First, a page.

A letter sent to News of the World executives in 2007 by Clive Goodman, the former royal editor who was jailed for phone hacking, has been released to the public and suggests that hacking was "widely discussed" at the paper.
In the letter, Mr Goodman he suggests he was promised his job back, if he kept quiet about what he knew about phone hacking at the paper.
The media commentator Steve Hewlett, presenter of Radio 4's Media Show, told Today presenter James Naughtie that the letter presents more questions for the paper's proprietors, Rupert and James Murdoch.
"The really toxic bit of this is his assertion that there was a deal in place. That he [Clive Goodman] was offered a deal where he kept his trap shut, they keep the job open for him.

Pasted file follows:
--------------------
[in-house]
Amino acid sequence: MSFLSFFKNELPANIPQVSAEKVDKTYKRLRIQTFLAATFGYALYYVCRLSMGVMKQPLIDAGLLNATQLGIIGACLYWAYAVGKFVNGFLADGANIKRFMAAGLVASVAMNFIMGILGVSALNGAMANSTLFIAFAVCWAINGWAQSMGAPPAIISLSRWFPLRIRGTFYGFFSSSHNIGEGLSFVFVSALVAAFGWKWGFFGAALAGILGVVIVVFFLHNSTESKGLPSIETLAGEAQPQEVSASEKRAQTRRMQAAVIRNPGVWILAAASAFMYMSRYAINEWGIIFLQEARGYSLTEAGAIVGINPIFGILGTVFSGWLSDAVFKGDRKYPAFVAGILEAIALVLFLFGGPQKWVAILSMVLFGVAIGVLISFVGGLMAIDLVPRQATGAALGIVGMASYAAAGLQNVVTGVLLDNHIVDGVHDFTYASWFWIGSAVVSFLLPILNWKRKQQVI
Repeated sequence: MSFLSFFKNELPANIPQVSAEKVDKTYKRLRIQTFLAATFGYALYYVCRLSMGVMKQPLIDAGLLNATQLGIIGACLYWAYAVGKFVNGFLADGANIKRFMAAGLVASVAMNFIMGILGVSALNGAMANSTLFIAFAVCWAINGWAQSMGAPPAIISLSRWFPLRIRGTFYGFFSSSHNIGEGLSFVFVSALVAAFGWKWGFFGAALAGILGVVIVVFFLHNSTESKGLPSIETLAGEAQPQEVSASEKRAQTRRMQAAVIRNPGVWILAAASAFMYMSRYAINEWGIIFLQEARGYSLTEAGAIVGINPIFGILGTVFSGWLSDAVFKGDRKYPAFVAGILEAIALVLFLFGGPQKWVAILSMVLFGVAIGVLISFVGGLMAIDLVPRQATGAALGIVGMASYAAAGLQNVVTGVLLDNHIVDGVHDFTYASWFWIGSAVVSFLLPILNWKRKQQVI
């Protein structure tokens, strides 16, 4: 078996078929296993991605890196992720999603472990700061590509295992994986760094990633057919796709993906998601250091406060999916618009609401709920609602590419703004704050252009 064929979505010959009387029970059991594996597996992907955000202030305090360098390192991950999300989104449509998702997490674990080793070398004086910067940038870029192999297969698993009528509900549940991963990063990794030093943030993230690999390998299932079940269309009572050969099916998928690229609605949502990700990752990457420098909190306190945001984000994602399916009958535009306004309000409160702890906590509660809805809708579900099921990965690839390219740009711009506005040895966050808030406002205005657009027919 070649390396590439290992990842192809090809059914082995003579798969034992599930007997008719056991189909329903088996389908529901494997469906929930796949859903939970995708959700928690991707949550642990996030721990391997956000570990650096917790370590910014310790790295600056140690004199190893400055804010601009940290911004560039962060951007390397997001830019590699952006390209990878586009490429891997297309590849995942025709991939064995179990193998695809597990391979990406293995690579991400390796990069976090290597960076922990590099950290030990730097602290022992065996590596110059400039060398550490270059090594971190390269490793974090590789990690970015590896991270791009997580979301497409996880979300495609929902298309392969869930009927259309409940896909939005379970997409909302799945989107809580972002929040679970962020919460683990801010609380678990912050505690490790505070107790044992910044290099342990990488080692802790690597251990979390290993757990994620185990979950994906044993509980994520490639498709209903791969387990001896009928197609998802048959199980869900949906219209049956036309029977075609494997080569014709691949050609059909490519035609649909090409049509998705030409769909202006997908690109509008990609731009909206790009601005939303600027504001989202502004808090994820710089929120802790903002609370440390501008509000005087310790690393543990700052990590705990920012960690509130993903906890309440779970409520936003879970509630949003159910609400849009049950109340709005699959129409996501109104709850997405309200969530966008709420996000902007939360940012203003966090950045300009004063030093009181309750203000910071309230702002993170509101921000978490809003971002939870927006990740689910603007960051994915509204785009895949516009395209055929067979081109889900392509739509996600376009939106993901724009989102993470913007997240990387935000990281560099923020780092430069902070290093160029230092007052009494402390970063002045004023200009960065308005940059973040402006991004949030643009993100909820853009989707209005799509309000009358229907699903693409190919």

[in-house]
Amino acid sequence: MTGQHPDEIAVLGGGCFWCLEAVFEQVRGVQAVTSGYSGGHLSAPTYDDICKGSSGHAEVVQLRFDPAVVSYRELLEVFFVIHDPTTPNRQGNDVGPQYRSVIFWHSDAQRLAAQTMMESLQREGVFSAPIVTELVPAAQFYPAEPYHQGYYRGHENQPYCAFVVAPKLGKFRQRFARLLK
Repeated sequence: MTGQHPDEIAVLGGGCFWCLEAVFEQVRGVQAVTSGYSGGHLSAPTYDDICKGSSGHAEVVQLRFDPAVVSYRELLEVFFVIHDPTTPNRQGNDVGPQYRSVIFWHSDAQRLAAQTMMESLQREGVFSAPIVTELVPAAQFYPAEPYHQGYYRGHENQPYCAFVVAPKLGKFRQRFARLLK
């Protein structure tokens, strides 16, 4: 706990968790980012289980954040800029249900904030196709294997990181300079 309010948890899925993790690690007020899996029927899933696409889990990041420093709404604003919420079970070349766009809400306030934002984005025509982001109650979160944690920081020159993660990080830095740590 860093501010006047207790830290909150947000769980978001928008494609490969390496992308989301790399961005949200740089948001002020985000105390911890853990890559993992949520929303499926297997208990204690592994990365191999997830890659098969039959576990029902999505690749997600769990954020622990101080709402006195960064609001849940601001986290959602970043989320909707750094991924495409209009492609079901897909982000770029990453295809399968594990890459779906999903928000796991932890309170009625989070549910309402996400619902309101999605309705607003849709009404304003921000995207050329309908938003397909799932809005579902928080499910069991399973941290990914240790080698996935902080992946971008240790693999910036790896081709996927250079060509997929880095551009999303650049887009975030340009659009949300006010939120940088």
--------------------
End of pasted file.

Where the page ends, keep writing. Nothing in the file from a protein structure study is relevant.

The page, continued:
"If you were to sum this up, I think you could now say with some certainty that -- long as it's been suspected -- there has been a cover-up. The question is, and this is really still not known, by whom? My suspicion is, that the Murdochs think there's been a cover-up, but not by them."
And he added: "The letter has the ring of truth about it... but you couldn't pick a worse witness than Clive Goodman."
In a statement, News International, which owns the now-defunct News of the World, said: "We recognise the seriousness of materials disclosed to the police and parliament and are committed to working in a constructive and open way with all the relevant authorities."
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